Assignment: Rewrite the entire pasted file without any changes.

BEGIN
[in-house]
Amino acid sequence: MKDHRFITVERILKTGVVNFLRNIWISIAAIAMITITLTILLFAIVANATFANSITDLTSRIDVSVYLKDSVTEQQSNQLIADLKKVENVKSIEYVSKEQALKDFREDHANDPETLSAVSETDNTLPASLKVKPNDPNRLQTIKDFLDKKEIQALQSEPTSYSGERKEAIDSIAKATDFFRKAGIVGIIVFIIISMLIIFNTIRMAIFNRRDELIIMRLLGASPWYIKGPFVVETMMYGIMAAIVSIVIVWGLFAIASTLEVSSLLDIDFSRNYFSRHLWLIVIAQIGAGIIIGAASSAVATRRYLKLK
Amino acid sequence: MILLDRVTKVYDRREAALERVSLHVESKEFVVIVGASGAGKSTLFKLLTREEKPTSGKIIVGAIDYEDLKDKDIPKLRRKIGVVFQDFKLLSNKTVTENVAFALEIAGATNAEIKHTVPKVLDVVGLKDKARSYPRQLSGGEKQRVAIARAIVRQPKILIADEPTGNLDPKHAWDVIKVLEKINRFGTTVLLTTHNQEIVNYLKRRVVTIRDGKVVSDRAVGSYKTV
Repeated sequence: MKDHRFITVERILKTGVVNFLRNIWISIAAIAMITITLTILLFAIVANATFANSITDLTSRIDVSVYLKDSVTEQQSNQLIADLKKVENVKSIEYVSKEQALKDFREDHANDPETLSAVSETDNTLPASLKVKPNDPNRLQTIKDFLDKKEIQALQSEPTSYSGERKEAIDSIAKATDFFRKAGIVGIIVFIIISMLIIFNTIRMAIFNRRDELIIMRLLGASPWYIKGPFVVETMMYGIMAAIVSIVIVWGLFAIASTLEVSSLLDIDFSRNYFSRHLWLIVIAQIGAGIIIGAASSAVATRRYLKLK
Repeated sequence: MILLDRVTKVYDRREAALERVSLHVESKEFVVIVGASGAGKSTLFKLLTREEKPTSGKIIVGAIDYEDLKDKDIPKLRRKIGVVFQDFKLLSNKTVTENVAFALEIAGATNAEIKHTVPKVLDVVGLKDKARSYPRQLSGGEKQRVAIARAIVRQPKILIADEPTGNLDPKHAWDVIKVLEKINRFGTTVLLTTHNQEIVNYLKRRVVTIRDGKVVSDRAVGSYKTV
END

[in-house]
Amino acid sequence: MKDHRFITVERILKTGVVNFLRNIWISIAAIAMITITLTILLFAIVANATFANSITDLTSRIDVSVYLKDSVTEQQSNQLIADLKKVENVKSIEYVSKEQALKDFREDHANDPETLSAVSETDNTLPASLKVKPNDPNRLQTIKDFLDKKEIQALQSEPTSYSGERKEAIDSIAKATDFFRKAGIVGIIVFIIISMLIIFNTIRMAIFNRRDELIIMRLLGASPWYIKGPFVVETMMYGIMAAIVSIVIVWGLFAIASTLEVSSLLDIDFSRNYFSRHLWLIVIAQIGAGIIIGAASSAVATRRYLKLK
Amino acid sequence: MILLDRVTKVYDRREAALERVSLHVESKEFVVIVGASGAGKSTLFKLLTREEKPTSGKIIVGAIDYEDLKDKDIPKLRRKIGVVFQDFKLLSNKTVTENVAFALEIAGATNAEIKHTVPKVLDVVGLKDKARSYPRQLSGGEKQRVAIARAIVRQPKILIADEPTGNLDPKHAWDVIKVLEKINRFGTTVLLTTHNQEIVNYLKRRVVTIRDGKVVSDRAVGSYKTV
Repeated sequence: MKDHRFITVERILKTGVVNFLRNIWISIAAIAMITITLTILLFAIVANATFANSITDLTSRIDVSVYLKDSVTEQQSNQLIADLKKVENVKSIEYVSKEQALKDFREDHANDPETLSAVSETDNTLPASLKVKPNDPNRLQTIKDFLDKKEIQALQSEPTSYSGERKEAIDSIAKATDFFRKAGIVGIIVFIIISMLIIFNTIRMAIFNRRDELIIMRLLGASPWYIKGPFVVETMMYGIMAAIVSIVIVWGLFAIASTLEVSSLLDIDFSRNYFSRHLWLIVIAQIGAGIIIGAASSAVATRRYLKLK
Repeated sequence: MILLDRVTKVYDRREAALERVSLHVESKEFVVIVGASGAGKSTLFKLLTREEKPTSGKIIVGAIDYEDLKDKDIPKLRRKIGVVFQDFKLLSNKTVTENVAFALEIAGATNAEIKHTVPKVLDVVGLKDKARSYPRQLSGGEKQRVAIARAIVRQPKILIADEPTGNLDPKHAWDVIKVLEKINRFGTTVLLTTHNQEIVNYLKRRVVTIRDGKVVSDRAVGSYKTV